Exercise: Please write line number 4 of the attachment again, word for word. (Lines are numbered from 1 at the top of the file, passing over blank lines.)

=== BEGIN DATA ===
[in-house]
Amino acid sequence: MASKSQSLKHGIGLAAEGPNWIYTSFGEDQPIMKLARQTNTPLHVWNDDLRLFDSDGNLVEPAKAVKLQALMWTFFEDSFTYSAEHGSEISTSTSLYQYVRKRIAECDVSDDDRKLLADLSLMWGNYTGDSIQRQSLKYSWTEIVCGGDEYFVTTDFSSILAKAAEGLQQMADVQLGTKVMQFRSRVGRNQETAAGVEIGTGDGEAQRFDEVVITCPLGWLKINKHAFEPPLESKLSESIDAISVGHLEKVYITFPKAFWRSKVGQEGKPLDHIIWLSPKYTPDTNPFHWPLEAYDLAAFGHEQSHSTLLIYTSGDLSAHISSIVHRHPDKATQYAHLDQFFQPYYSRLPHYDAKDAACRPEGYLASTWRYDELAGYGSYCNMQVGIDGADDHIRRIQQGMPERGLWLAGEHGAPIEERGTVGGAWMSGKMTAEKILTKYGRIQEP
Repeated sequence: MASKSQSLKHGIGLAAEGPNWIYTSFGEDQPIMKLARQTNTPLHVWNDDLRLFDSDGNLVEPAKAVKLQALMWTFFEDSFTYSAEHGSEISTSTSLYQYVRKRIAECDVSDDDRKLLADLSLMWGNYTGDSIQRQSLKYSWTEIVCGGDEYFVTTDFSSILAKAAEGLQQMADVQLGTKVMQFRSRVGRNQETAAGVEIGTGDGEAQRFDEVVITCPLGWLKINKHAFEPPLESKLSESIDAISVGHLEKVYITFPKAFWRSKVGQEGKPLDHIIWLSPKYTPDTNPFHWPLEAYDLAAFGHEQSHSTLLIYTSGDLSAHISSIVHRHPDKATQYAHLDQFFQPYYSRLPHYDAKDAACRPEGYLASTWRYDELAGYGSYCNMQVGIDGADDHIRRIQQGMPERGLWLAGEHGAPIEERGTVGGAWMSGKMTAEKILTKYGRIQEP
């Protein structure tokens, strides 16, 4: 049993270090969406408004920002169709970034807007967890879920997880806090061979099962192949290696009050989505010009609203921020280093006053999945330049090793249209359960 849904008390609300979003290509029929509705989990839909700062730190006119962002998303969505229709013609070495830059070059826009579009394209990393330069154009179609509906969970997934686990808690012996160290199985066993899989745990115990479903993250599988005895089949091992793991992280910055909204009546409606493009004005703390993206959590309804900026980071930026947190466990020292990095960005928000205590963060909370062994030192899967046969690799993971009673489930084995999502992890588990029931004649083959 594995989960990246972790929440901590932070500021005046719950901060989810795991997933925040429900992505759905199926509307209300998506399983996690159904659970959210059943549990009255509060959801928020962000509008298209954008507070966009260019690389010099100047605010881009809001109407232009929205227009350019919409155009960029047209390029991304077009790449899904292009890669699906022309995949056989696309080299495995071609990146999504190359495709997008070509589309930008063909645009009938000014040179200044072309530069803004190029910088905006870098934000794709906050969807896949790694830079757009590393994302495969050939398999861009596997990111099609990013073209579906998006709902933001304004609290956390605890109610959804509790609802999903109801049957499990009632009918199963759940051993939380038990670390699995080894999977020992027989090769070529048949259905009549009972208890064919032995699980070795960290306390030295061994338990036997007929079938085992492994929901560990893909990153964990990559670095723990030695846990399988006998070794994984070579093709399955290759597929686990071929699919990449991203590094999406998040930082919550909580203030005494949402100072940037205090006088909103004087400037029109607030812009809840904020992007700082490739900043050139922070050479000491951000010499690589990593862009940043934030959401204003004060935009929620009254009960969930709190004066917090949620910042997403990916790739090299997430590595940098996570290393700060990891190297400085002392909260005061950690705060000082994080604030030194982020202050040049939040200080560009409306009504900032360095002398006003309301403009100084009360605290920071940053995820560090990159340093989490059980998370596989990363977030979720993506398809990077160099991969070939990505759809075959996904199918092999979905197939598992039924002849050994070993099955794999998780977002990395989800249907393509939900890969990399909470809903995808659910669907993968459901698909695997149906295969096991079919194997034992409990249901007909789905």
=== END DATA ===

């Protein structure tokens, strides 16, 4: 049993270090969406408004920002169709970034807007967890879920997880806090061979099962192949290696009050989505010009609203921020280093006053999945330049090793249209359960 849904008390609300979003290509029929509705989990839909700062730190006119962002998303969505229709013609070495830059070059826009579009394209990393330069154009179609509906969970997934686990808690012996160290199985066993899989745990115990479903993250599988005895089949091992793991992280910055909204009546409606493009004005703390993206959590309804900026980071930026947190466990020292990095960005928000205590963060909370062994030192899967046969690799993971009673489930084995999502992890588990029931004649083959 594995989960990246972790929440901590932070500021005046719950901060989810795991997933925040429900992505759905199926509307209300998506399983996690159904659970959210059943549990009255509060959801928020962000509008298209954008507070966009260019690389010099100047605010881009809001109407232009929205227009350019919409155009960029047209390029991304077009790449899904292009890669699906022309995949056989696309080299495995071609990146999504190359495709997008070509589309930008063909645009009938000014040179200044072309530069803004190029910088905006870098934000794709906050969807896949790694830079757009590393994302495969050939398999861009596997990111099609990013073209579906998006709902933001304004609290956390605890109610959804509790609802999903109801049957499990009632009918199963759940051993939380038990670390699995080894999977020992027989090769070529048949259905009549009972208890064919032995699980070795960290306390030295061994338990036997007929079938085992492994929901560990893909990153964990990559670095723990030695846990399988006998070794994984070579093709399955290759597929686990071929699919990449991203590094999406998040930082919550909580203030005494949402100072940037205090006088909103004087400037029109607030812009809840904020992007700082490739900043050139922070050479000491951000010499690589990593862009940043934030959401204003004060935009929620009254009960969930709190004066917090949620910042997403990916790739090299997430590595940098996570290393700060990891190297400085002392909260005061950690705060000082994080604030030194982020202050040049939040200080560009409306009504900032360095002398006003309301403009100084009360605290920071940053995820560090990159340093989490059980998370596989990363977030979720993506398809990077160099991969070939990505759809075959996904199918092999979905197939598992039924002849050994070993099955794999998780977002990395989800249907393509939900890969990399909470809903995808659910669907993968459901698909695997149906295969096991079919194997034992409990249901007909789905």